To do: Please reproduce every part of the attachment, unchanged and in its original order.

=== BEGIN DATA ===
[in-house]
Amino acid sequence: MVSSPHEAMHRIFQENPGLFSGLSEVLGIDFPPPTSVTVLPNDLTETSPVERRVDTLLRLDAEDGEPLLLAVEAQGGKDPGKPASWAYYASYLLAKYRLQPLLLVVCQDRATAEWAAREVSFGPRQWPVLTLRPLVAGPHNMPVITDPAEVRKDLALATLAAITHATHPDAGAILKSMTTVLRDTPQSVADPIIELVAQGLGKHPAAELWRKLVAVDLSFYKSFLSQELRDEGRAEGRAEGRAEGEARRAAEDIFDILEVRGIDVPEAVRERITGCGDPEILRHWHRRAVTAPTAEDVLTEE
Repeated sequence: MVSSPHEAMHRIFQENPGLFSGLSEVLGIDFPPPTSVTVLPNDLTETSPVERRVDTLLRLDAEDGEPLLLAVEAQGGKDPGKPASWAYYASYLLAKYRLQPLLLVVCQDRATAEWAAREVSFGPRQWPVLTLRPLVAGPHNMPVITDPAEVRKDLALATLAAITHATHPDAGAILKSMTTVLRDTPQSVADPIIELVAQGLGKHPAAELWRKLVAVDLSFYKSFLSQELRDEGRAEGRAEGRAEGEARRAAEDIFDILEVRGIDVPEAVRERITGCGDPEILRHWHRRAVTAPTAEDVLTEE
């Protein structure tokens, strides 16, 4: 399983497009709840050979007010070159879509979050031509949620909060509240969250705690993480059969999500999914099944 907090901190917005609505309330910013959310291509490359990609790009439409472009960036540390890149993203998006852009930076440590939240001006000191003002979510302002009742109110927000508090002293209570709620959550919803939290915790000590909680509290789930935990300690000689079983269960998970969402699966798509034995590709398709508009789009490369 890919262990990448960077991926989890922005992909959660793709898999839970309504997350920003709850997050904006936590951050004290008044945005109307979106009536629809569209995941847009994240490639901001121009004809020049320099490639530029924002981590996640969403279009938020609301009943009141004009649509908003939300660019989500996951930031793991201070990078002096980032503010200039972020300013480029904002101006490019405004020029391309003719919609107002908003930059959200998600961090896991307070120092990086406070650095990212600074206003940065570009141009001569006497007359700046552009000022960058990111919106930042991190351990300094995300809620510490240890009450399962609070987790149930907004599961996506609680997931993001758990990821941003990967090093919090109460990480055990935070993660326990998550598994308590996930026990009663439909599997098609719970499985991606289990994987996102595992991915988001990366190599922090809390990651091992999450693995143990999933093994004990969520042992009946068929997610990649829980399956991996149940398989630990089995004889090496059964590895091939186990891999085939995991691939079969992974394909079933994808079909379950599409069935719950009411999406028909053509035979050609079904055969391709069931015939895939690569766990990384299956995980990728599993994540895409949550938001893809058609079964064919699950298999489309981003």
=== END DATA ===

[in-house]
Amino acid sequence: MVSSPHEAMHRIFQENPGLFSGLSEVLGIDFPPPTSVTVLPNDLTETSPVERRVDTLLRLDAEDGEPLLLAVEAQGGKDPGKPASWAYYASYLLAKYRLQPLLLVVCQDRATAEWAAREVSFGPRQWPVLTLRPLVAGPHNMPVITDPAEVRKDLALATLAAITHATHPDAGAILKSMTTVLRDTPQSVADPIIELVAQGLGKHPAAELWRKLVAVDLSFYKSFLSQELRDEGRAEGRAEGRAEGEARRAAEDIFDILEVRGIDVPEAVRERITGCGDPEILRHWHRRAVTAPTAEDVLTEE
Repeated sequence: MVSSPHEAMHRIFQENPGLFSGLSEVLGIDFPPPTSVTVLPNDLTETSPVERRVDTLLRLDAEDGEPLLLAVEAQGGKDPGKPASWAYYASYLLAKYRLQPLLLVVCQDRATAEWAAREVSFGPRQWPVLTLRPLVAGPHNMPVITDPAEVRKDLALATLAAITHATHPDAGAILKSMTTVLRDTPQSVADPIIELVAQGLGKHPAAELWRKLVAVDLSFYKSFLSQELRDEGRAEGRAEGRAEGEARRAAEDIFDILEVRGIDVPEAVRERITGCGDPEILRHWHRRAVTAPTAEDVLTEE
């Protein structure tokens, strides 16, 4: 399983497009709840050979007010070159879509979050031509949620909060509240969250705690993480059969999500999914099944 907090901190917005609505309330910013959310291509490359990609790009439409472009960036540390890149993203998006852009930076440590939240001006000191003002979510302002009742109110927000508090002293209570709620959550919803939290915790000590909680509290789930935990300690000689079983269960998970969402699966798509034995590709398709508009789009490369 890919262990990448960077991926989890922005992909959660793709898999839970309504997350920003709850997050904006936590951050004290008044945005109307979106009536629809569209995941847009994240490639901001121009004809020049320099490639530029924002981590996640969403279009938020609301009943009141004009649509908003939300660019989500996951930031793991201070990078002096980032503010200039972020300013480029904002101006490019405004020029391309003719919609107002908003930059959200998600961090896991307070120092990086406070650095990212600074206003940065570009141009001569006497007359700046552009000022960058990111919106930042991190351990300094995300809620510490240890009450399962609070987790149930907004599961996506609680997931993001758990990821941003990967090093919090109460990480055990935070993660326990998550598994308590996930026990009663439909599997098609719970499985991606289990994987996102595992991915988001990366190599922090809390990651091992999450693995143990999933093994004990969520042992009946068929997610990649829980399956991996149940398989630990089995004889090496059964590895091939186990891999085939995991691939079969992974394909079933994808079909379950599409069935719950009411999406028909053509035979050609079904055969391709069931015939895939690569766990990384299956995980990728599993994540895409949550938001893809058609079964064919699950298999489309981003």